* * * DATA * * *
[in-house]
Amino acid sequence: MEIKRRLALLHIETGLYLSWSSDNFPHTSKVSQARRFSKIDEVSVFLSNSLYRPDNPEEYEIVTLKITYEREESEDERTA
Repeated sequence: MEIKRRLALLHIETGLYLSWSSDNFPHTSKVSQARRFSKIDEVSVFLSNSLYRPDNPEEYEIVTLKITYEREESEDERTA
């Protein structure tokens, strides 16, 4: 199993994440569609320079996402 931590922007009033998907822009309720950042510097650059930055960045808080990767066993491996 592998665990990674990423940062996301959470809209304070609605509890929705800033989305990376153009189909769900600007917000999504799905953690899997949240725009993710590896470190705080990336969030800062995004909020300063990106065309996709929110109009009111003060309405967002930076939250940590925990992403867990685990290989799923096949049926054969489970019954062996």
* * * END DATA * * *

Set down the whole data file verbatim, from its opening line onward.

[in-house]
Amino acid sequence: MEIKRRLALLHIETGLYLSWSSDNFPHTSKVSQARRFSKIDEVSVFLSNSLYRPDNPEEYEIVTLKITYEREESEDERTA
Repeated sequence: MEIKRRLALLHIETGLYLSWSSDNFPHTSKVSQARRFSKIDEVSVFLSNSLYRPDNPEEYEIVTLKITYEREESEDERTA
């Protein structure tokens, strides 16, 4: 199993994440569609320079996402 931590922007009033998907822009309720950042510097650059930055960045808080990767066993491996 592998665990990674990423940062996301959470809209304070609605509890929705800033989305990376153009189909769900600007917000999504799905953690899997949240725009993710590896470190705080990336969030800062995004909020300063990106065309996709929110109009009111003060309405967002930076939250940590925990992403867990685990290989799923096949049926054969489970019954062996």